Skip to main content
banner image
No data available.
Please log in to see this content.
You have no subscription access to this content.
No metrics data to plot.
The attempt to load metrics for this article has failed.
The attempt to plot a graph for these metrics has failed.
The full text of this article is not currently available.
1. S. Schafer, S. Nithiananthan, D. J. Mirota, A. Uneri, J. W. Stayman, W. Zbijewski, C. Schmidgunst, G. Kleinszig, A. J. Khanna, and J. H. Siewerdsen, “Mobile C-arm cone-beam CT for guidance of spine surgery: Image quality, radiation dose, and integration with interventional guidance,” Med. Phys. 38 (8), 45634574 (2011).
2. J. H. Siewerdsen, D. J. Moseley, S. Burch, S. K. Bisland, A. Bogaards, B. C. Wilson, and D. A. Jaffray, “Volume CT with a flat-panel detector on a mobile, isocentric C-arm: Pre-clinical investigation in guidance of minimally invasive surgery,” Med. Phys. 32 (1), 241254 (2005).
3. J. H. Siewerdsen and D. A. Jaffray, “Cone-beam computed tomography with a flat-panel imager: Magnitude and effects of x-ray scatter,” Med. Phys. 28 (2), 220231 (2001).
4. J. H. Siewerdsen, D. J. Moseley, B. Bakhtiar, S. Richard, and D. A. Jaffray, “The influence of antiscatter grids on soft-tissue detectability in cone-beam computed tomography with flat-panel detectors,” Med. Phys. 31 (12), 35063520 (2004).
5. L. Zhu, Y. Xie, J. Wang, and L. Xing, “Scatter correction for cone-beam CT in radiation therapy,” Med. Phys. 36 (6), 22582268 (2009).
6. W. Zbijewski, P. D. Jean, P. Prakash, Y. Ding, J. W. Stayman, N. Packard, R. Senn, D. Yang, J. Yorkston, A. Machado, J. A. Carrino, and J. H. Siewerdsen, “A dedicated cone-beam CT system for musculoskeletal extremities imaging: Design, optimization, and initial performance characterization,” Med. Phys. 38 (8), 47004713 (2011).
7. C. Schmidgunst, D. Ritter, and E. Lang, “Calibration model of a dual gain flat panel detector for 2D and 3D x-ray imaging,” Med. Phys. 34 (9), 36493664 (2007).
8. M. J. Daly, J. H. Siewerdsen, D. J. Moseley, D. A. Jaffray, and J. C. Irish, “Intraoperative cone-beam CT for guidance of head and neck surgery: Assessment of dose and image quality using a C-arm prototype,” Med. Phys. 33 (10), 37673780 (2006).
9. R. Fahrig, R. Dixon, T. Payne, R. L. Morin, A. Ganguly, and N. Strobel, “Dose and image quality for a cone-beam C-arm CT system,” Med. Phys. 33 (12), 45414550 (2006).
10. S. Kim, S. Yoo, F.-F. Yin, E. Samei, and T. Yoshizumi, “Kilovoltage cone-beam CT: Comparative dose and image quality evaluations in partial and full-angle scan protocols,” Med. Phys. 37 (7), 36483659 (2010).
11. Y. Watanabe, “Derivation of linear attenuation coefficients from CT numbers for low-energy photons,” Phys. Med. Biol. 44 (9), 2201 (1999).
12. J. H. Siewerdsen, A. M. Waese, D. J. Moseley, S. Richard, and D. A. Jaffray, “Spektr: A computational tool for x-ray spectral analysis and imaging system optimization,” Med. Phys. 31 (11), 30573067 (2004).
13. U. Neitzel, “Grids or air gaps for scatter reduction in digital radiography: A model calculation,” Med. Phys. 19 (2), 475481 (1992).
14. J. H. Siewerdsen and D. A. Jaffray, “Optimization of x-ray imaging geometry (with specific application to flat-panel cone-beam computed tomography),” Med. Phys. 27 (8), 19031914 (2000).

Data & Media loading...


Article metrics loading...



Purpose: X-ray scatter is a major detriment to image quality in cone-beam CT(CBCT). Existing geometries exhibit strong differences in scatter susceptibility with more compact geometries, e.g., dental or musculoskeletal, benefiting from antiscatter grids, whereas in more extended geometries, e.g., IGRT, grid use carries tradeoffs in image quality per unit dose. This work assesses the tradeoffs in dose and image quality for grids applied in the context of low-dose CBCT on a mobile C-arm for image-guided surgery.Methods: Studies were performed on a mobile C-arm equipped with a flat-panel detector for high-quality CBCT. Antiscatter grids of grid ratio (GR) 6:1–12:1, 40 lp/cm, were tested in “body” surgery, i.e., spine, using protocols for bone and soft-tissue visibility in the thoracic and abdominal spine. Studies focused on grid orientation, CT number accuracy, imagenoise, and contrast-to-noise ratio(CNR) in quantitative phantoms at constant dose.Results: There was no effect of grid orientation on possible gridline artifacts, given accurate angle-dependent gain calibration. Incorrect calibration was found to result in gridline shadows in the projection data that imparted high-frequency artifacts in 3D reconstructions. Increasing GR reduced errors in CT number from 31%, thorax, and 37%, abdomen, for gridless operation to 2% and 10%, respectively, with a 12:1 grid, while imagenoise increased by up to 70%. The CNR of high-contrast objects was largely unaffected by grids, but low-contrast soft-tissues suffered reduction in CNR, 2%–65%, across the investigated GR at constant dose.Conclusions: While grids improved CT number accuracy, soft-tissue CNR was reduced due to attenuation of primary radiation.CNR could be restored by increasing dose by factors of ∼1.6–2.5 depending on GR, e.g., increase from 4.6 mGy for the thorax and 12.5 mGy for the abdomen without antiscatter grids to approximately 12 mGy and 30 mGy, respectively, with a high-GR grid. However, increasing the dose poses a significant impediment to repeat intraoperative CBCT and can cause the cumulative intraoperative dose to exceed that of a single diagnostic CT scan. This places the mobile C-arm in the category of extended CBCT geometries with sufficient air gap for which the tradeoffs between CNR and dose typically do not favor incorporation of an antiscatter grid.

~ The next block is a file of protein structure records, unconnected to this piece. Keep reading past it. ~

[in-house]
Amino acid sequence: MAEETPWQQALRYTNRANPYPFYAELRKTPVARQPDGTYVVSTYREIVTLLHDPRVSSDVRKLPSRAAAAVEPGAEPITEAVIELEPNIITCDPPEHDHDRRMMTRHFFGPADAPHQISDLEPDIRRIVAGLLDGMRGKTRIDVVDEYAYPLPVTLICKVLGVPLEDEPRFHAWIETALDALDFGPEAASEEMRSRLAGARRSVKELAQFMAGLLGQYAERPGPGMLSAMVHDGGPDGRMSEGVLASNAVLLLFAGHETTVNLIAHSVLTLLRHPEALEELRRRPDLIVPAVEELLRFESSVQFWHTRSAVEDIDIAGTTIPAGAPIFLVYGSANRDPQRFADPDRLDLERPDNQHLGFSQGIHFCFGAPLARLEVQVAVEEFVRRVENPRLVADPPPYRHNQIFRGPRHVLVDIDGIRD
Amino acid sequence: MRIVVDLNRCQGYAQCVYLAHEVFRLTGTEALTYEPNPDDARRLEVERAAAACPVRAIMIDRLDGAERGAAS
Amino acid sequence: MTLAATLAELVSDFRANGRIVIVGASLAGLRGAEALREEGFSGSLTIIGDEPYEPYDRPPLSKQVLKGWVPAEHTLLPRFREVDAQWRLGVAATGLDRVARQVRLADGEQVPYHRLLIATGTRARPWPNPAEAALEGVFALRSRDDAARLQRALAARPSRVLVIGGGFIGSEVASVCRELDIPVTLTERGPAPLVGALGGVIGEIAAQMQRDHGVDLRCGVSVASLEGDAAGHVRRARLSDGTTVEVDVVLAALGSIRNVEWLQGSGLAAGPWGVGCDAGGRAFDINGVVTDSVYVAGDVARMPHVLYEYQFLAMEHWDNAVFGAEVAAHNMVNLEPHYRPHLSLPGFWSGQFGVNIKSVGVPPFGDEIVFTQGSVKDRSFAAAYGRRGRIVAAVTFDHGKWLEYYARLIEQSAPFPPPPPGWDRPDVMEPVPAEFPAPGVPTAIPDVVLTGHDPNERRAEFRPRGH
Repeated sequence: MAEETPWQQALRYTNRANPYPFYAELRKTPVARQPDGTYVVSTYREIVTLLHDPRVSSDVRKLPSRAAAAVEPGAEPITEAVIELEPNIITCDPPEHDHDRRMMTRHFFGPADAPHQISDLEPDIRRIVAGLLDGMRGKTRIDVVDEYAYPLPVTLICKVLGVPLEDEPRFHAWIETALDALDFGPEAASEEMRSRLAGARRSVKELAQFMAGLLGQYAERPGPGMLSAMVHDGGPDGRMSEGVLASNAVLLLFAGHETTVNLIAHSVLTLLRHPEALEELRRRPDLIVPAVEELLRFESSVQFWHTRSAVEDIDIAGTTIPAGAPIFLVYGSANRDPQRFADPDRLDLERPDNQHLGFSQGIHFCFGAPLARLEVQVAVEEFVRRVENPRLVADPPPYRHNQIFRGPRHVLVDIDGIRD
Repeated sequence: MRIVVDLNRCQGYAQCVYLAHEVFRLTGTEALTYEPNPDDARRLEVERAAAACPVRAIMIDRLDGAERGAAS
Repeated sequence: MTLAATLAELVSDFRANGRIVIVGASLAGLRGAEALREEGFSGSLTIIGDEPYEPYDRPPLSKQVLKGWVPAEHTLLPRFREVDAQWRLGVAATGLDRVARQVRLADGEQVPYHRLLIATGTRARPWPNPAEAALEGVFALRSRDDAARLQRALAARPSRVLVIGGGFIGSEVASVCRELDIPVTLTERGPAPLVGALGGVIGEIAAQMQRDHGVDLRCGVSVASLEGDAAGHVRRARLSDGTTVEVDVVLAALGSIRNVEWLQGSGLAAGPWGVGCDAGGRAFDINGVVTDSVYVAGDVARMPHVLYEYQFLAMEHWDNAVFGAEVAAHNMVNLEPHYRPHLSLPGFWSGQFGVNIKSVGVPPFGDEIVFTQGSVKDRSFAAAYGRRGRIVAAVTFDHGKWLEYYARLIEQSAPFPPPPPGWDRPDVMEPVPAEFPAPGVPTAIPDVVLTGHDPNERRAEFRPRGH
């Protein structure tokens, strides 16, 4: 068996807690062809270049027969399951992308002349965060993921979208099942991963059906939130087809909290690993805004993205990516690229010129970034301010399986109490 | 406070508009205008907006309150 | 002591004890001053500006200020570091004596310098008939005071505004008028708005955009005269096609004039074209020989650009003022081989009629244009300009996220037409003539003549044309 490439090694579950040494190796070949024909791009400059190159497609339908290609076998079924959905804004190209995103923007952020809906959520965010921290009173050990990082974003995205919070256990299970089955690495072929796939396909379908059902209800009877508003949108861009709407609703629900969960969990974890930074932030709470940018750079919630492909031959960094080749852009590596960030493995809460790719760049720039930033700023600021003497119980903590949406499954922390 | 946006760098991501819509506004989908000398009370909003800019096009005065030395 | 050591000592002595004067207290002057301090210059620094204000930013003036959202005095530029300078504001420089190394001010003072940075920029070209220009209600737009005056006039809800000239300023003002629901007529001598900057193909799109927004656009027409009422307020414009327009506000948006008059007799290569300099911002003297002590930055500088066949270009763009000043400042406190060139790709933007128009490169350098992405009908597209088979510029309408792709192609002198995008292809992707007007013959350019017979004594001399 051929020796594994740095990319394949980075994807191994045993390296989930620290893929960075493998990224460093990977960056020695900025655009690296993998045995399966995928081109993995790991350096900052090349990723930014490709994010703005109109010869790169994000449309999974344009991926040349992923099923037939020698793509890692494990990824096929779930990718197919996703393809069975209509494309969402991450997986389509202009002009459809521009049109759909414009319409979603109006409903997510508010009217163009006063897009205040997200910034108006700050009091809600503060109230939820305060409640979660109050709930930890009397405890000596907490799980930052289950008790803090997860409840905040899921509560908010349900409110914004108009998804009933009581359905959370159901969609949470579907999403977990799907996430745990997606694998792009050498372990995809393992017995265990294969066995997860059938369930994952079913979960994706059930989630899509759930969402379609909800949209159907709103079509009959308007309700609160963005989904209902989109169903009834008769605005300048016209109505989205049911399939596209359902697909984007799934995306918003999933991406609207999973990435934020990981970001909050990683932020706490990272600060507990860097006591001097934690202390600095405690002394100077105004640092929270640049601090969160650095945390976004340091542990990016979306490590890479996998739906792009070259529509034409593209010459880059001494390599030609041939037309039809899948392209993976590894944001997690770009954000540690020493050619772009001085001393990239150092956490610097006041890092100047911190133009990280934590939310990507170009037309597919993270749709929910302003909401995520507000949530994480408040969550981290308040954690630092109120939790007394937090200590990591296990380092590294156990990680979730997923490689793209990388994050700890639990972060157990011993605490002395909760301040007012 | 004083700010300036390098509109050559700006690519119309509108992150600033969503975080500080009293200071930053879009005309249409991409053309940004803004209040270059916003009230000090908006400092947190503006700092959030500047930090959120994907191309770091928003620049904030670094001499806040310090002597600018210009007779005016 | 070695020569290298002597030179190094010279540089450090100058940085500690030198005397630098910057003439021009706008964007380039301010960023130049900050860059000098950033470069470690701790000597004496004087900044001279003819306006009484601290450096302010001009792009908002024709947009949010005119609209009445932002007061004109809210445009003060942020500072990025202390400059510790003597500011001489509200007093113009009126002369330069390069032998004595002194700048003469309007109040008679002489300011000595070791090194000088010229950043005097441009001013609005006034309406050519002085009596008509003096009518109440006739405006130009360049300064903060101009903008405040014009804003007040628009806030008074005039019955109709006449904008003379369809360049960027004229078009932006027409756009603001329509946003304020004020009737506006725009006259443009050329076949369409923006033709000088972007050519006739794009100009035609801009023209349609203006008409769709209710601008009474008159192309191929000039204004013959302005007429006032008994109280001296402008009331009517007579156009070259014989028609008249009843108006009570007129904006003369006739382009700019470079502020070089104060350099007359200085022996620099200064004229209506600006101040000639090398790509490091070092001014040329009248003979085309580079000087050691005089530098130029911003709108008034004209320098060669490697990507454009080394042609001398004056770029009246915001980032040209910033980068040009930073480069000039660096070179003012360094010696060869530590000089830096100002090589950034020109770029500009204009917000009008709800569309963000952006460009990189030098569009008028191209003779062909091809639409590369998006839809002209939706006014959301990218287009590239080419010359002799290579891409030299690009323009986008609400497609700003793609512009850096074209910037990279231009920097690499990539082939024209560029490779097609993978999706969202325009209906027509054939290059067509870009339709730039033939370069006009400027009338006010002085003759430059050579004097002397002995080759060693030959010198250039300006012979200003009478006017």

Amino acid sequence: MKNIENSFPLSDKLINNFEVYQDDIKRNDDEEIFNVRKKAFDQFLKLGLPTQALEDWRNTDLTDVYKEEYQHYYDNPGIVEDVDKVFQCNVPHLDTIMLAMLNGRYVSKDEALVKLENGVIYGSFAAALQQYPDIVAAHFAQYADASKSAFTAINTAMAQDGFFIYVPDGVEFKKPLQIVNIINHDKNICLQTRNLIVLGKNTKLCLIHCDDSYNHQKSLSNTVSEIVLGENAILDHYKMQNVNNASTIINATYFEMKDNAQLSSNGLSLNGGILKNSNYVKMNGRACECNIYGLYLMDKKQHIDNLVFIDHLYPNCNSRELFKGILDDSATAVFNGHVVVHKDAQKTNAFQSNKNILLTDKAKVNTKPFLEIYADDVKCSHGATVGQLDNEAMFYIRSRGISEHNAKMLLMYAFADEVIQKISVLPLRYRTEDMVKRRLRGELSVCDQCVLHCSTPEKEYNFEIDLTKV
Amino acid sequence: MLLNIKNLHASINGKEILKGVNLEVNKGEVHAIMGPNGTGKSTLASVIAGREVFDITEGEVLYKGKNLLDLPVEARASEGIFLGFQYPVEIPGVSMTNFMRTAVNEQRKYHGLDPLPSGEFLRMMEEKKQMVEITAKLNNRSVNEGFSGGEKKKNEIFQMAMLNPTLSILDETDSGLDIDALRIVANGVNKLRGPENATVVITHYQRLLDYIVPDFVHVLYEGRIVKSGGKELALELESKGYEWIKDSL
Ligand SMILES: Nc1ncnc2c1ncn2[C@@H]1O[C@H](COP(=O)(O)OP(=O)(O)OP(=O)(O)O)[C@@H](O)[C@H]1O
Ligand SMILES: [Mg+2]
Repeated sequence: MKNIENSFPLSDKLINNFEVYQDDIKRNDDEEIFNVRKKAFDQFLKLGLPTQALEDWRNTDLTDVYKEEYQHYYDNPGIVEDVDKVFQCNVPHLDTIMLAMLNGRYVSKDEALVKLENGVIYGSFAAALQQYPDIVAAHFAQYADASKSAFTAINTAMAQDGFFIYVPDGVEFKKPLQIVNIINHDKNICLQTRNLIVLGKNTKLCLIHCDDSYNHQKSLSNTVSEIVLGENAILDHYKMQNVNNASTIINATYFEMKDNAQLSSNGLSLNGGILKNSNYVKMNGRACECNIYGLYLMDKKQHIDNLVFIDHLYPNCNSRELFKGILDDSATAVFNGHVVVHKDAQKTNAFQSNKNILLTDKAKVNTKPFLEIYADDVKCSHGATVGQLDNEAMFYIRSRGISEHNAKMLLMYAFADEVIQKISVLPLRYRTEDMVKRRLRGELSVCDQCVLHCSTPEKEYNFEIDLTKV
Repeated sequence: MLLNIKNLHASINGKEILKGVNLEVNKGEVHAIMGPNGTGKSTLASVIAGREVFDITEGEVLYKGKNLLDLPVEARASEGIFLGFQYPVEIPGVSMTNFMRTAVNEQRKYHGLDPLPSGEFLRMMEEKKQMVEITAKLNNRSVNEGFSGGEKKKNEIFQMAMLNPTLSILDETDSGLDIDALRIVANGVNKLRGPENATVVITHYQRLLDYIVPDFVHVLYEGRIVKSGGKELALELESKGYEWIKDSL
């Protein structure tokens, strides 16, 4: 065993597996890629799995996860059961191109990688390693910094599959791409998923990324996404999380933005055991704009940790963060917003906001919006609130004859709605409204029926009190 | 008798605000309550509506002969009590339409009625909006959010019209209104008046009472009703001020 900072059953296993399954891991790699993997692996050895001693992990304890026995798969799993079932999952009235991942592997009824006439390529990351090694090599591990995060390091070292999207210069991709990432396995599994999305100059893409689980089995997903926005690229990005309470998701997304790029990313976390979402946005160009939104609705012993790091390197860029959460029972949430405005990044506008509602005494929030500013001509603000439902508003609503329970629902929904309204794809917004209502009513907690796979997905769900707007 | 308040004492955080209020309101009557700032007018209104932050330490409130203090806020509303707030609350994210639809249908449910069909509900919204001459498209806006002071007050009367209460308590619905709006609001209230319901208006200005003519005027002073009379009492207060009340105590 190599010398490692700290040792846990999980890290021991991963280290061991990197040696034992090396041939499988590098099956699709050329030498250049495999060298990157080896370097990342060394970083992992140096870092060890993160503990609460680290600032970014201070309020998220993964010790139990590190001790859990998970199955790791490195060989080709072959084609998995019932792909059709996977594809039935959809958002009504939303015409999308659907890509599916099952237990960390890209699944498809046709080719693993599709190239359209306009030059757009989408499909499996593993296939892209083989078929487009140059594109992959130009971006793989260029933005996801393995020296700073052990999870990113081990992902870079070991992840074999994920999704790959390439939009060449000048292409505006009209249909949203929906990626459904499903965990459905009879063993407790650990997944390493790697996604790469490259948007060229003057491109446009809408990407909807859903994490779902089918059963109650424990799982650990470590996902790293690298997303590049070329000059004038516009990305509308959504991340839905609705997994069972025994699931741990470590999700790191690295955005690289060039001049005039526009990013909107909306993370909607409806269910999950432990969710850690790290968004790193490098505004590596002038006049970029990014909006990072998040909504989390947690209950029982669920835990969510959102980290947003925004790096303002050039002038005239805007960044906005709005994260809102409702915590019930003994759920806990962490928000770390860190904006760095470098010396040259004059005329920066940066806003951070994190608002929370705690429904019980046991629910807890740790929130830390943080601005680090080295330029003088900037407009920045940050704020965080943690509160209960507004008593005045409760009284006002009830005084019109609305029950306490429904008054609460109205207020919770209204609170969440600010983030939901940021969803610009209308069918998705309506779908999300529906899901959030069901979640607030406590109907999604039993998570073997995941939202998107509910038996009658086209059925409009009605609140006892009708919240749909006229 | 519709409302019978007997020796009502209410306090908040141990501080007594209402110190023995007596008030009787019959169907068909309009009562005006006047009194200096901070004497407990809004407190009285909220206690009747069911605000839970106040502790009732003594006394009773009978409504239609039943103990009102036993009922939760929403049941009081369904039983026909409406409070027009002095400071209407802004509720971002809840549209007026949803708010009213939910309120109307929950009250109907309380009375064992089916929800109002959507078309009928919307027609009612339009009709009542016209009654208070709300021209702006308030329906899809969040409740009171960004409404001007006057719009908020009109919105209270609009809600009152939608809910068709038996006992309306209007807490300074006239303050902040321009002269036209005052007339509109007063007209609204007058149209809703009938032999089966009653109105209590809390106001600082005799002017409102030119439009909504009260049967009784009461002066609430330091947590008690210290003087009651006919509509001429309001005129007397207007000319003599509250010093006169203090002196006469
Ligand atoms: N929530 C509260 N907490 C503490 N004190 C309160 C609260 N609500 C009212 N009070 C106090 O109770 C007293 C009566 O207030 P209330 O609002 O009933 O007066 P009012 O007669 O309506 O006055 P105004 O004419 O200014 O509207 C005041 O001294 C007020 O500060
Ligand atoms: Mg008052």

Full text loading...


Access Key

  • FFree Content
  • OAOpen Access Content
  • SSubscribed Content
  • TFree Trial Content
752b84549af89a08dbdd7fdb8b9568b5 journal.articlezxybnytfddd